Chris Kelly: I was totally expecting a disco remix, so this was a pleasant surprise in that — and only that — regard. However, it must be hard to play outside the box with Soundcloud comments like “this isnt a remix is the opposite wht is the point uv jst got the acapella n then played a few chords n added some reverb wtf.” (3)

Brad Rose: Just when it seems as if something couldn’t be more pointless, this comes along. This is just dumb. Why in the world would anyone want to listen to this garbage?  (1)

Chal Ravens: Very inventive. I like that he got Kryten to play the piano. (2)

Sophie Kindreich: Between this and his recent tendency to play things like Smells Like Teen Spirit and Arctic Monkeys in his sets (if I wanted to go to Propaganda, I would), I just can’t with Skream anymore. Corny as hell. (4)

2

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Willie Burns – ‘Woo Right’


John Twells:
Woo, right? (6)

Chris Kelly: Take that, Against The Clock haters! (7)

Brad Rose: Loved this when I heard it last year and the deeper I dig, the better it gets. All the subtle shifts in the synth loops and the “Woooo! Right!” vocal sample push it over the top. Awesome. (7)

Joe Muggs: How do you mark functional club tracks? I’d play it, I’d dance to it, and love it, but it doesn’t stand up outside the mix so much. (6)

Chal Ravens: Bossy and unapologetically basic, because sometimes that’s all you need. There’s a dangerous whiff of the 5AM mind-melt to this one. (7)

Josh Hall: Trust Mr Burns to rescue proceedings. The whole EP is great, but this is the real killer, in no small part because it sounds like a rendition of the Jaws theme. Listen to those hi hats! (8)

Sophie Kindreich: I couldn’t think of anything to say about this and promised I’d come back to it later, but then I had an argument with my boyfriend and haven’t really been capable of listening to anything but Winter’s Diary 2 since (#professional #justbeinghonest). Digging the Ride On Time-esque vocal and the general Legowelt vibe of the whole EP though. (7)

6.9

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Miss Modular – ‘Reflector Pack’


Sophie Kindreich:
This is like Classical Curves meets Jersey Club, the percussion is wild. (10)

Joe Muggs: Now HERE’s a club track that works on its own too. Producer named after a Stereolab track, jacking like Dancemania, but no retro – what’s not to love? (8)

Chal Ravens: Turbo-fuelled, neon-splattered rave fodder with a canny balance of booming low-end and spiky mid-range; imaginative, GSOH, likes to party, call now. (8)

Tom Lea: Love this. The little-bit-ballroomy, little-bit-grimy drum tracks that Her Records and Gang Fatale are pushing really compliments the more spacious sound of yer Logos / Mr. Mitch / Strict Face sorts, and when you combine them in a set – as Logos does very well, actually – it works perfectly. All about the 4×4 mix on this – there’s bits that make you wanna chuck your hands in the air, bits that make you wanna get down low like an idiot, and yes this review’s got very ’90s Mixmag at this point but sometimes you’ve just gotta sink a pinger, chuck on your trance trousers and fucking have it. (9)

Josh Hall: What a belter. The spectre of Club Constructions looms large here, but this is so hooky and so brazen that it completely takes on a life of its own. (8)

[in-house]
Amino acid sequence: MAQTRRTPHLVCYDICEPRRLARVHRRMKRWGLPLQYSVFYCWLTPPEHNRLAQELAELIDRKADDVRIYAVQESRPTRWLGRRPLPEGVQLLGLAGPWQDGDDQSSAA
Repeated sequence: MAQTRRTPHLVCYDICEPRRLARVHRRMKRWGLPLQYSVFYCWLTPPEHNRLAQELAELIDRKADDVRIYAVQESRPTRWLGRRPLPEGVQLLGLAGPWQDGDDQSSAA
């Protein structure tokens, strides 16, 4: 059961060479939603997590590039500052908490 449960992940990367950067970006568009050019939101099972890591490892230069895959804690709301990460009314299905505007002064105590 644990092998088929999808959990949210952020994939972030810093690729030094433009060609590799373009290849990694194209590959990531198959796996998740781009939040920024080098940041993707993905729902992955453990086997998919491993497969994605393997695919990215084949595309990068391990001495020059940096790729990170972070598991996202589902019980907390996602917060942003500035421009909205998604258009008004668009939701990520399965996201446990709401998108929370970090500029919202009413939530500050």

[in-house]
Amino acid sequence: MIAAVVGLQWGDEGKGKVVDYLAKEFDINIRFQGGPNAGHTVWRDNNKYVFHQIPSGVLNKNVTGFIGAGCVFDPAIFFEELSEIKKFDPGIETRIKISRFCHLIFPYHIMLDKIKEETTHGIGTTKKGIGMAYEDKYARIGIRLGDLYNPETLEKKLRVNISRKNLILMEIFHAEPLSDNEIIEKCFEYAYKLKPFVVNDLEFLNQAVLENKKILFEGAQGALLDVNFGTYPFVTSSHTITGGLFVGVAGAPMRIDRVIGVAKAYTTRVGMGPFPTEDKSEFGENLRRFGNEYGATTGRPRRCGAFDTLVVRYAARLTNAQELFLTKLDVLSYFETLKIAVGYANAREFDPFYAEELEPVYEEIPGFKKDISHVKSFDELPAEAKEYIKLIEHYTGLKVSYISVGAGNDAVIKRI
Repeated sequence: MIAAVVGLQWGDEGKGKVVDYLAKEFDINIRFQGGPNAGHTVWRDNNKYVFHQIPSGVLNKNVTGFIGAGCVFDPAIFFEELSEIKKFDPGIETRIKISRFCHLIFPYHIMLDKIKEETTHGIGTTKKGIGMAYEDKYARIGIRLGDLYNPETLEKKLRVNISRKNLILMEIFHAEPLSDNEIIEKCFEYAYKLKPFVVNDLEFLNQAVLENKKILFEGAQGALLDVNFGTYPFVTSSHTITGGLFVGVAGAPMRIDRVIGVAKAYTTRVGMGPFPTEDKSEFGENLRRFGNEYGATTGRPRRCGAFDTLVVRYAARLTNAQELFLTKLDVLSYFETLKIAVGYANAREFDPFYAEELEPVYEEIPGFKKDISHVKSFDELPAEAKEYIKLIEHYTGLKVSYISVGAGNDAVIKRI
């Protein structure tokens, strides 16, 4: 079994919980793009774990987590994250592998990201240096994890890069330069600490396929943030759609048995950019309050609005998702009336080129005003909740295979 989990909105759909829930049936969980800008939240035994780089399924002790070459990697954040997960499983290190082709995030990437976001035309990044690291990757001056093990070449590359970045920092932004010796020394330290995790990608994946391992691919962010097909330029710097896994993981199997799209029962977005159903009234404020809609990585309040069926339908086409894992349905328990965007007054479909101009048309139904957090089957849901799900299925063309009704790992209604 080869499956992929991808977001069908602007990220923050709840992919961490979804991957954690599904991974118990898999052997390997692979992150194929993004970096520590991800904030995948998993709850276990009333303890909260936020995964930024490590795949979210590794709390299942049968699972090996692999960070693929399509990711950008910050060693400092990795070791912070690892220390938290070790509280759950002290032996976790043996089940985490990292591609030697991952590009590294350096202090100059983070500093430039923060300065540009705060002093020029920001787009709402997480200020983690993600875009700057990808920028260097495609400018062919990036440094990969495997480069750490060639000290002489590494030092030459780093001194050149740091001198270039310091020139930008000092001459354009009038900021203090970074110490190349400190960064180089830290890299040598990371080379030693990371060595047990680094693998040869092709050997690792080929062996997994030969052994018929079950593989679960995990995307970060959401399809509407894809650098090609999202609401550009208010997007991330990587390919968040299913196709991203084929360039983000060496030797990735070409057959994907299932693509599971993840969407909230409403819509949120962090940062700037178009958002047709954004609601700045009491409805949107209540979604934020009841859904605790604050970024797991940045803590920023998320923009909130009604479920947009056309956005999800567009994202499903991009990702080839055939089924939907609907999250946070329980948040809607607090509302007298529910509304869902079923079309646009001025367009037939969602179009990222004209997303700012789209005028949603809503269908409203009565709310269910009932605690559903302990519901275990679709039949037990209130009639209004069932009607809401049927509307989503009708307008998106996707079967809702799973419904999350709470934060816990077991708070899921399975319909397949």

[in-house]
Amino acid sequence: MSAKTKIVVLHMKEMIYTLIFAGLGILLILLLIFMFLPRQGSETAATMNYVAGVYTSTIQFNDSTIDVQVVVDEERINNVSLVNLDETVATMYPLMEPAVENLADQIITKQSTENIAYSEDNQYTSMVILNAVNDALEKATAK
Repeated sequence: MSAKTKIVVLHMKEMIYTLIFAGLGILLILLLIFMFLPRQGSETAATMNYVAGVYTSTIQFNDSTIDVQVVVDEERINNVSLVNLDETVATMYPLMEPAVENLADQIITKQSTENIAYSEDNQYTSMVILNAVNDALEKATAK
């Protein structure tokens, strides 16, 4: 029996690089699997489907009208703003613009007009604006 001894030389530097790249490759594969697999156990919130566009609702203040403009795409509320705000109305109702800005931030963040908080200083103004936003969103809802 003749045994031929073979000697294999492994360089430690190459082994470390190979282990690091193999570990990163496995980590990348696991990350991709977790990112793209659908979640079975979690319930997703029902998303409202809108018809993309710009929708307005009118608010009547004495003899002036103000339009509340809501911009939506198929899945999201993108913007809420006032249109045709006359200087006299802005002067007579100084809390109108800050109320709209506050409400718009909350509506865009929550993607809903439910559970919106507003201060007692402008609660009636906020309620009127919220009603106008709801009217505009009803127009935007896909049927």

John Twells: Absolutely loving this – it doesn’t try to shoehorn too much stuff in and it sounds sort of like being trapped in a crowded club bathroom with a pounding hangover. That doesn’t sound like a recommendation I know, but good dance music should make you feel dirty and slightly uneasy right? (8)

Brad Rose: I love that something this raw and minimal exudes so much energy. Each idea is stripped down to its core, leaving any superfluous tricks on the sidelines, and in the end it’s relentless.  hat beat is a constant exclamation point on every stab and every sample. I’d be happen to be beat over the head with this daily. (8)

Chris Kelly: A club construction that is relentless in the best way possible. Fiercely fun, and that breakdown gives me chills. (8)

8.3

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Que – ‘OG Bobby Johnson’


Tom Lea:
More like Bobby Davro. (5)

Joe Muggs: I do feel like Stewart Lee sometimes. “You know the rappers they have now, on the Top Of The Pops….?” I mean this bangs like a beast, but I’m old. I’d feel like a dick bouncing around to it and doing the shooting gun fingers and saying the words, like the rappers, you know, you’ve seen them, the rappers, on the Top Of The Pops, and in the precinct…  THAT BASS though. (8)

Chal Ravens: Que turns it up to just the right level of aggro over this uncouth little fucker of an instrumental, with a chanted hook that’s so stupid it’s just about sublime. (7)

John Twells: This is massive, and not really thanks to Que, as has become evident from the sheer amount of freestyles we’re seeing over German producer Bobby Johnson’s cone-ripping beat. Trust me if for some reason you haven’t heard this one yet, you’re gonna be hearing it everywhere now. (8)

Chris Kelly: Credit Que for following ‘Young N*gga’ and ‘O’Neal’ with another banger, but the real story is this beat. The year’s ‘U.O.E.N.O’, already; enjoy it before everyone takes it for a ride. (7)

7

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Final scores:

Miss Modular – ‘Reflector Pack’ (8.3)
Que – ‘OG Bobby Johnson’ (7)
Willie Burns – ‘OG Woo Right’ (6.9)
Common – ‘War’ (5.1)
Pixies – ‘Blue Eyed Hexe’ (4.1)
The Smiths – ‘This Charming Man’ (Skream Remix) (2)